Neon wasn’t invented specifically for Las Vegas, but we might be forgiven for assuming it was. No city on any continent has ever flourished as brightly in the glow (or, in Vegas’ case, glare) of neon signage as has America’s gambling capitol. And now, thanks to the recently-opened Neon Museum, we have a chance to witness for ourselves the larger-than-life story of a disappearing craft that single-handedly gave Las Vegas its visual identity.
The museum, which opened last fall, is the product of a valiant 15-year excavation/preservation effort to keep the city’s once-beckoning, massive steel and fiberglass neon signs from being relegated to landfills, along with Vegas’ history itself. And in some ways, the open-air “boneyard” of discarded signs is a mournful elegy to a time and place long gone: the signs are from establishments either demolished or reincarnated as something else altogether.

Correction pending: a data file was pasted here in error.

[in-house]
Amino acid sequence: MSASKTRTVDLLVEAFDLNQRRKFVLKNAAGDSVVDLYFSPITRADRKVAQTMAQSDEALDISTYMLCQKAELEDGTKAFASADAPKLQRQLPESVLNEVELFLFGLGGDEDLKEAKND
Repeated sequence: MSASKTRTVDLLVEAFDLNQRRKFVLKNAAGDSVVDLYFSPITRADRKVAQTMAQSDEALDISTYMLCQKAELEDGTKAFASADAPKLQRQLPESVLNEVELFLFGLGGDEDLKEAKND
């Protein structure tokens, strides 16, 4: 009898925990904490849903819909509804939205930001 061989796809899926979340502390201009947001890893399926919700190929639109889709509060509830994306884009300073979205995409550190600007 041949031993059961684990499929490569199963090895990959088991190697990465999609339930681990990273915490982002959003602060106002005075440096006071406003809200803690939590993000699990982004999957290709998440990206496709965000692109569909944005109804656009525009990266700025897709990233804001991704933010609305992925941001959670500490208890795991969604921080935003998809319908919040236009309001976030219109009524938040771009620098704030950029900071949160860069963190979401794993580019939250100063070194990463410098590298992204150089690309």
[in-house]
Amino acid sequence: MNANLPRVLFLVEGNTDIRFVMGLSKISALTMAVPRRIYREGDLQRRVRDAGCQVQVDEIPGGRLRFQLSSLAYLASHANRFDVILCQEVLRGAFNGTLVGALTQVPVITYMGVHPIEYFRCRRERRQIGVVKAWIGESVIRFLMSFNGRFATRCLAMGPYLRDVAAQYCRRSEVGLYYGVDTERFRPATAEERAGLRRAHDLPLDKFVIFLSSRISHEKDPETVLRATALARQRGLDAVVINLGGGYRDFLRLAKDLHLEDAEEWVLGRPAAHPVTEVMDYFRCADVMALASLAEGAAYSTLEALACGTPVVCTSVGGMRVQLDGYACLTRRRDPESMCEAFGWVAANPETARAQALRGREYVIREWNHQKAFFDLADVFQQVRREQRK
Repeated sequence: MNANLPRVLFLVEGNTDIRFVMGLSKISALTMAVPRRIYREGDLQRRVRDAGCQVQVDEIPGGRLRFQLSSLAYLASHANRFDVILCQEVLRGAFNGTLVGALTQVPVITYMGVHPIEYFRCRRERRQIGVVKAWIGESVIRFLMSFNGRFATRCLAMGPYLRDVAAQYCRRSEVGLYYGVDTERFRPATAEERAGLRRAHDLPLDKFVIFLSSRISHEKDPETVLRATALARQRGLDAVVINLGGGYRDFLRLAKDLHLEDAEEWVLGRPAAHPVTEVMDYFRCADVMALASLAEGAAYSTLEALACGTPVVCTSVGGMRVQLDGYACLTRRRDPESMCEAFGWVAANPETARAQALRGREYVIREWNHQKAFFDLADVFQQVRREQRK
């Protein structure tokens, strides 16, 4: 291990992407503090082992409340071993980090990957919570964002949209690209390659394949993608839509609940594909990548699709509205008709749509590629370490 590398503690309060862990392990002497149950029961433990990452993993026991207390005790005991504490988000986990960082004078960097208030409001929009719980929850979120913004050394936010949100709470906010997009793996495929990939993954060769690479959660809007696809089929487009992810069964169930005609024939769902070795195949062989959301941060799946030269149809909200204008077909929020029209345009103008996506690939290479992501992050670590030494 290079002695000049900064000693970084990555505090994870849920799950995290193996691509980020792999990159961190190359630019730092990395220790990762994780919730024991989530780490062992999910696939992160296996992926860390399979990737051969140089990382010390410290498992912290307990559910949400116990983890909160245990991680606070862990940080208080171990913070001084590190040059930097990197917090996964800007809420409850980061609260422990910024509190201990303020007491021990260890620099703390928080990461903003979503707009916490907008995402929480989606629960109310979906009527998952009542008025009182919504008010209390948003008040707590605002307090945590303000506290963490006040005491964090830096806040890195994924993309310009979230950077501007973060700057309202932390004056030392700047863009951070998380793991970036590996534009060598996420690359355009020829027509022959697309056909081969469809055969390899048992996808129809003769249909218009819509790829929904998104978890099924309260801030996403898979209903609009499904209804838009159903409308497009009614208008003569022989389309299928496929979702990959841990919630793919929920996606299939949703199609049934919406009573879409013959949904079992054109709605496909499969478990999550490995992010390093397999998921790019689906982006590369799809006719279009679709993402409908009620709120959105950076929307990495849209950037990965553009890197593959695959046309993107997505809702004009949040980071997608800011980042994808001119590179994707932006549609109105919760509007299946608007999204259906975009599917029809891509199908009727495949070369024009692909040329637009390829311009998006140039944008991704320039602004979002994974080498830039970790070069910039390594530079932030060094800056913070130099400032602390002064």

But it’s not just nostalgists flocking for a look at Vegas’ past. Graphic designers and typographers will note letterforms and entire fonts that were designed locally, specifically for the bent glass tubes of neon. “All this,” says Danielle Kelly, the museum’s executive director, “was developed in a so-called cultural wasteland.”
Photo credits: Eight Hour Day